"If, then, a libel be that publication which tends to load with public contempt the person who is falsely charged with furnishing the matter voluntarily for print, and which tend to lower her reputation as a sensible, modest and dutiful daughter, because she furnished for publication such foolish and ridiculous conduct of her mother, then this publication is defamatory and libelous of this plaintiff, and she has the right to go before a jury upon the complaint she makes of its falsehood." Id. at 284-85.

Similarly, in the case at bar, Plaintiff claims that he was libeled by the statements attributed to him about his daughter. These statements could be considered to lower Plaintiff's reputation as a dutiful father since they portray him as furnishing the intimate details of his daughter's grief for publication in a national tabloid. Based on the reasoning in Stewart, this Court cannot say as a matter of law that such statements cannot form the basis of a libel complaint.

*1141 Defendant's next argument is that the statements published by Defendant are not libelous per se.[1] Although there is an evidentiary distinction under Georgia law between Libel per se and libel per quod, there is nothing in that distinction which would counsel the dismissal of Plaintiff's complaint. "A libelous charge is actionable per se, whether the words directly or indirectly, by intimation or innuendo contain libel." Brandon v. Arkansas Fuel Oil Co., 64 Ga.App. 139, 12 S.E.2d 414 (1940); Southland Corp. v. Garren, 138 Ga.App. 246, 225 S.E.2d 920 (1976), rev'd on other grounds, 237 Ga. 484, 228 S.E.2d 870 (1976).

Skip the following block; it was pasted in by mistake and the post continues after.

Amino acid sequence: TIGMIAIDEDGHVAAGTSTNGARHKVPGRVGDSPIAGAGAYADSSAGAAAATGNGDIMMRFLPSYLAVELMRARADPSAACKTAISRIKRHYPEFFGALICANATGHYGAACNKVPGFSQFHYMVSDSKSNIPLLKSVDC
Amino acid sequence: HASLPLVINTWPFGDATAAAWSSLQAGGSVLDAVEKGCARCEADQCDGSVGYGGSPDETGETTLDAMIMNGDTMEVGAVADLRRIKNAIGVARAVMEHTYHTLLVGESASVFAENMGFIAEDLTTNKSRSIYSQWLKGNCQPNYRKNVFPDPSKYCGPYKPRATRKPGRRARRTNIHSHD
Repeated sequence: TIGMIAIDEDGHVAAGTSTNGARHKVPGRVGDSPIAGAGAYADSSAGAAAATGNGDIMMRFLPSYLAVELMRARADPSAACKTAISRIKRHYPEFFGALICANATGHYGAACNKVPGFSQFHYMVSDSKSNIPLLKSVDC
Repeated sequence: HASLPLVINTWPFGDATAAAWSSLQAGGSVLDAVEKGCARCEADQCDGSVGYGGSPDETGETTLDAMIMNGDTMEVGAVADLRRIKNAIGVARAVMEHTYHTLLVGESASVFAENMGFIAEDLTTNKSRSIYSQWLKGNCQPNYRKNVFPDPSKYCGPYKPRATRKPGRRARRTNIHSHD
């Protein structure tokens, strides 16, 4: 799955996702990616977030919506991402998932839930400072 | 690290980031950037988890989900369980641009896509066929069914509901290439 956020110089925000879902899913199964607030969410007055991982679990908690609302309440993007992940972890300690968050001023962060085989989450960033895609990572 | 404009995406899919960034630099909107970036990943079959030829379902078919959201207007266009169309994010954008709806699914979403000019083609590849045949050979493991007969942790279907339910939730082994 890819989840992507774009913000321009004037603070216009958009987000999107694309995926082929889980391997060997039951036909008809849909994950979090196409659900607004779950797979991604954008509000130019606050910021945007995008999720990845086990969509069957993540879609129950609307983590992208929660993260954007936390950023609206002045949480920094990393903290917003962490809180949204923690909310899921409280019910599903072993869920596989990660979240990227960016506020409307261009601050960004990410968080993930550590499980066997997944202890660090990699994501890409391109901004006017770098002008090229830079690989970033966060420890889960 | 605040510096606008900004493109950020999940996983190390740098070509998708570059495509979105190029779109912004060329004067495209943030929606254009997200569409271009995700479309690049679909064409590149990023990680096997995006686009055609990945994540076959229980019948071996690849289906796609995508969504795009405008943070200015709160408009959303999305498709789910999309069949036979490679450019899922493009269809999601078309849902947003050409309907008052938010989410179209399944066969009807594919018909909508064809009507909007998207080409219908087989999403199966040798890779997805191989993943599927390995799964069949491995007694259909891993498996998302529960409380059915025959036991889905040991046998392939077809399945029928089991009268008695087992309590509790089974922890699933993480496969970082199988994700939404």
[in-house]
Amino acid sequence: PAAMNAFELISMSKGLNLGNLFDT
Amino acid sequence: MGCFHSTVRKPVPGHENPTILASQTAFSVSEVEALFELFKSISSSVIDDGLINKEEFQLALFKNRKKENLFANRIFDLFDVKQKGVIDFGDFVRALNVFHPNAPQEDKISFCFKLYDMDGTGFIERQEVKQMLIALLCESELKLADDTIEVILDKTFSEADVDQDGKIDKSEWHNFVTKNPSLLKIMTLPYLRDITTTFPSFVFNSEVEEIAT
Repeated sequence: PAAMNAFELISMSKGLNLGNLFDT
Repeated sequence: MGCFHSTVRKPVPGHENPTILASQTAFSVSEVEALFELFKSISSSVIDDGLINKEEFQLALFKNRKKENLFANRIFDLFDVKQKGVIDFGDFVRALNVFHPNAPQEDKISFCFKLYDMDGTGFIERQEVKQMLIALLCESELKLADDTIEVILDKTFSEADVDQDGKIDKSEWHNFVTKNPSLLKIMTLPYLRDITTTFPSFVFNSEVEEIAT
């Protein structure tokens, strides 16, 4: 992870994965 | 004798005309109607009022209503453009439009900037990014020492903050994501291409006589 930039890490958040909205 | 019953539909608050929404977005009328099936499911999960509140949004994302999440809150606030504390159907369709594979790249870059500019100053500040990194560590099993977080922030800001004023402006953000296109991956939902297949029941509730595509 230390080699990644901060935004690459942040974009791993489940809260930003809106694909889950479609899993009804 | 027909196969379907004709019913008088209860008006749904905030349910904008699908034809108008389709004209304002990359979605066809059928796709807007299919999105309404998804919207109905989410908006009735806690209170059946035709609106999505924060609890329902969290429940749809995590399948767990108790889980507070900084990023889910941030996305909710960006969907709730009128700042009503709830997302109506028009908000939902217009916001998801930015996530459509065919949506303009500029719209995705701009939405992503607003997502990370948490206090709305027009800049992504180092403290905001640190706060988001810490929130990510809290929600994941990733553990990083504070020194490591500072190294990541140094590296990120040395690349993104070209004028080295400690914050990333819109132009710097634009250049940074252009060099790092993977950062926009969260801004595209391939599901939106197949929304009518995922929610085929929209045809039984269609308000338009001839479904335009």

Lastly Defendant asks the Court to dismiss Plaintiff's complaint based on one of several factual based arguments that the article simply doesn't defame the Plaintiff.[2] Under Georgia law, however, where an article may be ascribed more than one meaning, one of which would be libelous and actionable and the other not, it is for the jury to say which meaning will be attributed to it by a reader. Reece v. Grissom, 154 Ga.App. 194, 267 S.E.2d 839 (1980); Macon Telegraph Publishing Co. v. Elliott, 165 Ga.App. 719, 302 S.E.2d 692 (1983). Accordingly, taking the plain meaning of the language of the article, we cannot say as a matter of law it is not defamatory.

B. Invasion of Privacy False Light

Count One of Plaintiff's complaint alleges that the statements published by Defendant are false and place Plaintiff in a false light in the public eye, thereby constituting an invasion of his privacy.

Defendant's arguments to dismiss Count One of Plaintiff's complaint are centered around the element of the false light tort which require the alleged falsity to be "highly offensive to a reasonable person." See, Thomason v. Times Journal, Inc., 190 Ga.App. 601, 379 S.E.2d 551 (1989). Defendant claims that the Plaintiff has failed to plead this necessary element of the tort, and that even if properly pleaded, the statements attributed to the Plaintiff would not be highly offensive to a reasonable person.